Using Subresource Integrity is rather simple:
The idea is to include the script along with its cryptographic hash (e.g. SHA-384) when creating the web page. The browser can then download the script and compute the hash over the downloaded file. The script will only be executed if both hashes match. The security properties of a collision resistant hash function, ensure that a modification results in a very different hash. This helps the site owner detect and prevent any changes, whether they come from a compromised CDN or an evil administrator.
An important side note is that for Subresource Integrity to work, the CDN must support Cross-Origin Resource Sharing (CORS). The
crossorigin attribute in the above code snippet enforces a CORS-enabled load. The anonymous value means that the browser should omit any cookies or authentication that the user may have associated with the domain. This prevents cross-origin data leaks, and also makes the request smaller.
As you may have noticed, the integrity attribute does not just include the hash value. It also contains the digest name. The syntax for the integrity attribute allows multiple tokens of this name-value format. This allows site owners to specify hashes of different strengths as well as the values of multiple scripts that may be behind a URL. This is useful for browser sniffing or content negotiation.
For the best performance, users would load all resources from the CDN, but if integrity cannot be verified, you don’t want your users to be trapped on a non-working web page. To make failover work, we recommend hosting a copy of the script on your own origin. To recover from failure one could then extend the previous snippet with the following code:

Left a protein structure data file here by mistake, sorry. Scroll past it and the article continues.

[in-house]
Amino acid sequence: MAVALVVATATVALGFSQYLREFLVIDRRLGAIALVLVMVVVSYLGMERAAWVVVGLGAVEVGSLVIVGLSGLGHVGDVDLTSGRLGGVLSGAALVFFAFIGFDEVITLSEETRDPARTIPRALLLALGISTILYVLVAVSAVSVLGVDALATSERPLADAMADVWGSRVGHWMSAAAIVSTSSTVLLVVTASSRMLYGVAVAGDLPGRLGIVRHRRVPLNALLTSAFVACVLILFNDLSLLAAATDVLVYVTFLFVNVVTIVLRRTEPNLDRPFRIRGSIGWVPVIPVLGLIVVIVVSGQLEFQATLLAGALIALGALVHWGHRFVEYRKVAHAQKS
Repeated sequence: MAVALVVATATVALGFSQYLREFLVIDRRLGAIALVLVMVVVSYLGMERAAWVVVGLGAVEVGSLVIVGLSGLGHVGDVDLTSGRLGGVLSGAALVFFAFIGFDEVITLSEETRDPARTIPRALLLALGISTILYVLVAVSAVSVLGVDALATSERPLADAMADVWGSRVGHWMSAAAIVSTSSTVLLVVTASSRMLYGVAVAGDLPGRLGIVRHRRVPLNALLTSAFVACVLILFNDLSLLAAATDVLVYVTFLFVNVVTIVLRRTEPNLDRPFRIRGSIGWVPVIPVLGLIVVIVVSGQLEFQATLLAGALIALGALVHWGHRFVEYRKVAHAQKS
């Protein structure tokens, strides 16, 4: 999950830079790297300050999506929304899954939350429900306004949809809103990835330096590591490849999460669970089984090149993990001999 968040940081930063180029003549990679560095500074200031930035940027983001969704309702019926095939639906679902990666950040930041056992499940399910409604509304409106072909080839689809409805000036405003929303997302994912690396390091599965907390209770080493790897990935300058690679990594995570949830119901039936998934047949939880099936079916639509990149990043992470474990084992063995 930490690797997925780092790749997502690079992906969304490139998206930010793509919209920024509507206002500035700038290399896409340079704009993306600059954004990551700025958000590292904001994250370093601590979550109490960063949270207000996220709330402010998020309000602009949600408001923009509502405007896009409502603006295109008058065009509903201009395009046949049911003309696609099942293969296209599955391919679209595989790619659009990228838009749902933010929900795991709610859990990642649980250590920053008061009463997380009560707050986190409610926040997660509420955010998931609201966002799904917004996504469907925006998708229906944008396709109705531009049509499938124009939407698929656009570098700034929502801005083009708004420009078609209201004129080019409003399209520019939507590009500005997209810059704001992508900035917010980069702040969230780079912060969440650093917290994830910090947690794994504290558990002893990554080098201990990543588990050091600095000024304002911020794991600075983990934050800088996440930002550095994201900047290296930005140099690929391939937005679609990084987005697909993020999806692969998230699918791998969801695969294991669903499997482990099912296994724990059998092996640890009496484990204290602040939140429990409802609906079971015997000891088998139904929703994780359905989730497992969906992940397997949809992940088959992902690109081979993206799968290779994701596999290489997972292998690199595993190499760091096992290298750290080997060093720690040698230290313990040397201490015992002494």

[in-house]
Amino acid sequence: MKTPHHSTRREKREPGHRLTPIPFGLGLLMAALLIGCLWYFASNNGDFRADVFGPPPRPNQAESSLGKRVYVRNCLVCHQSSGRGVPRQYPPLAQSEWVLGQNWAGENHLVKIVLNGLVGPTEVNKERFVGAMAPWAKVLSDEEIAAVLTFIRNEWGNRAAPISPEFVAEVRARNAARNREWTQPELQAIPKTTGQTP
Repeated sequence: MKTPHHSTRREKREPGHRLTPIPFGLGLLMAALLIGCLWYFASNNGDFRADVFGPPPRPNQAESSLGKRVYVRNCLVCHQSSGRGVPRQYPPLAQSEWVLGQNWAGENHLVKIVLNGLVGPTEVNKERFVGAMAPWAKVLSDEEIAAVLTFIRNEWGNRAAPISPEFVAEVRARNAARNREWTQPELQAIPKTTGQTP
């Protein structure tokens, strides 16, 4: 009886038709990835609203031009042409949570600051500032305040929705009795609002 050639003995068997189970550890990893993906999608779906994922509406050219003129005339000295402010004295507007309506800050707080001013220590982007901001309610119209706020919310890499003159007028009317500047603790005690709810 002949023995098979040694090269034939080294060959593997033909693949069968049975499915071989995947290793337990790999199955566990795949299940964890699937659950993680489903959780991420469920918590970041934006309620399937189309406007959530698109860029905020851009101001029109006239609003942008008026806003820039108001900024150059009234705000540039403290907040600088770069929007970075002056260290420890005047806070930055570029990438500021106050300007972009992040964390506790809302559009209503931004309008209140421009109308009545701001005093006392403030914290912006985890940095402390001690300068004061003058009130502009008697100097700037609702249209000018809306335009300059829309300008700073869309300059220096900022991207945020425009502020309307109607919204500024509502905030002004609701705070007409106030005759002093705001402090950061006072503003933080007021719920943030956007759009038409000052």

<script>window.jQuery || /* reload from own domain here */;</script>
This code will check if jQuery has been defined and could otherwise insert a script tag that loads the same origin version of the script.
Please note that many scripts update regularly, especially if they do not come with a version number. If you want to secure your CDN-loaded scripts, it is best to stick to a specific version and not use filenames with the word ‘latest’ in them.
HTTP or HTTPS?
Subresource Integrity works on both HTTP and HTTPS. If you are serving your page over plain HTTP, the browser can still figure out if the script was modified on the CDN, but it is not protected against active network attackers, as they would be able to just remove the integrity attribute from your HTML. It is, however, in the interest of your users to provide confidentiality, integrity, and authenticity of your web applications by using HTTPS for the entirety of your website.
While we are working on adding support for subresources other than scripts, you can also use Subresource Integrity for CSS. Just use the integrity attribute that you now know so well on your <link> tag!
Try Subresource Integrity Now!
If you want to test browser support or toy with examples, take a look at https://srihash.org/, which can do all the grunt work of computing hashes as well as checking if your CDN already supports HTTPS. A few early adopters like BootstrapCDN, CloudFlare and GitHub are already experimenting with it.
There is some additional documentation of Subresource Integrity on MDN. But if you want to read all the fine details of Subresource Integrity, take a look at the specification.
To conclude, Subresource Integrity can make your website safer when using a CDN that you do not fully control. It’s as simple as adding just a few extra attributes to your script tags.
About Frederik Braun
Frederik Braun defends Mozilla Firefox as a Staff Security Engineer in Berlin. He's also a member of the W3C Web Application Security Working Group and co-authored the Subresource Integrity standard.
About Francois Marier
Security and Privacy Engineer